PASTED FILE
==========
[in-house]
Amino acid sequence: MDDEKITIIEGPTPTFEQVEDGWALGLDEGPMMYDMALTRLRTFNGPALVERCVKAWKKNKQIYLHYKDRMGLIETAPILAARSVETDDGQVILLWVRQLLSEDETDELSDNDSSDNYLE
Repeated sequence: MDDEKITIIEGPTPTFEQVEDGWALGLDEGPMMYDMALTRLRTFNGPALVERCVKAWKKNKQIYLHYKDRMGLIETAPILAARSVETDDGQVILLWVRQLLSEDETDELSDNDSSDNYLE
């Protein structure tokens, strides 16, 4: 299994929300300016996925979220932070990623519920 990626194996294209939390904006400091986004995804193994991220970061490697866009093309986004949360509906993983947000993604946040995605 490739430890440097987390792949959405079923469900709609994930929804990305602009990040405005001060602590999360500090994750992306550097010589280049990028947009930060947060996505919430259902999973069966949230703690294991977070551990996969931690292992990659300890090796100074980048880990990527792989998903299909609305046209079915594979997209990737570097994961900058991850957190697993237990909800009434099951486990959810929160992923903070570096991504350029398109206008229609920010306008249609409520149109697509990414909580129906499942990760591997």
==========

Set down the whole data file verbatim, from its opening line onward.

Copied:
[in-house]
Amino acid sequence: MDDEKITIIEGPTPTFEQVEDGWALGLDEGPMMYDMALTRLRTFNGPALVERCVKAWKKNKQIYLHYKDRMGLIETAPILAARSVETDDGQVILLWVRQLLSEDETDELSDNDSSDNYLE
Repeated sequence: MDDEKITIIEGPTPTFEQVEDGWALGLDEGPMMYDMALTRLRTFNGPALVERCVKAWKKNKQIYLHYKDRMGLIETAPILAARSVETDDGQVILLWVRQLLSEDETDELSDNDSSDNYLE
């Protein structure tokens, strides 16, 4: 299994929300300016996925979220932070990623519920 990626194996294209939390904006400091986004995804193994991220970061490697866009093309986004949360509906993983947000993604946040995605 490739430890440097987390792949959405079923469900709609994930929804990305602009990040405005001060602590999360500090994750992306550097010589280049990028947009930060947060996505919430259902999973069966949230703690294991977070551990996969931690292992990659300890090796100074980048880990990527792989998903299909609305046209079915594979997209990737570097994961900058991850957190697993237990909800009434099951486990959810929160992923903070570096991504350029398109206008229609920010306008249609409520149109697509990414909580129906499942990760591997």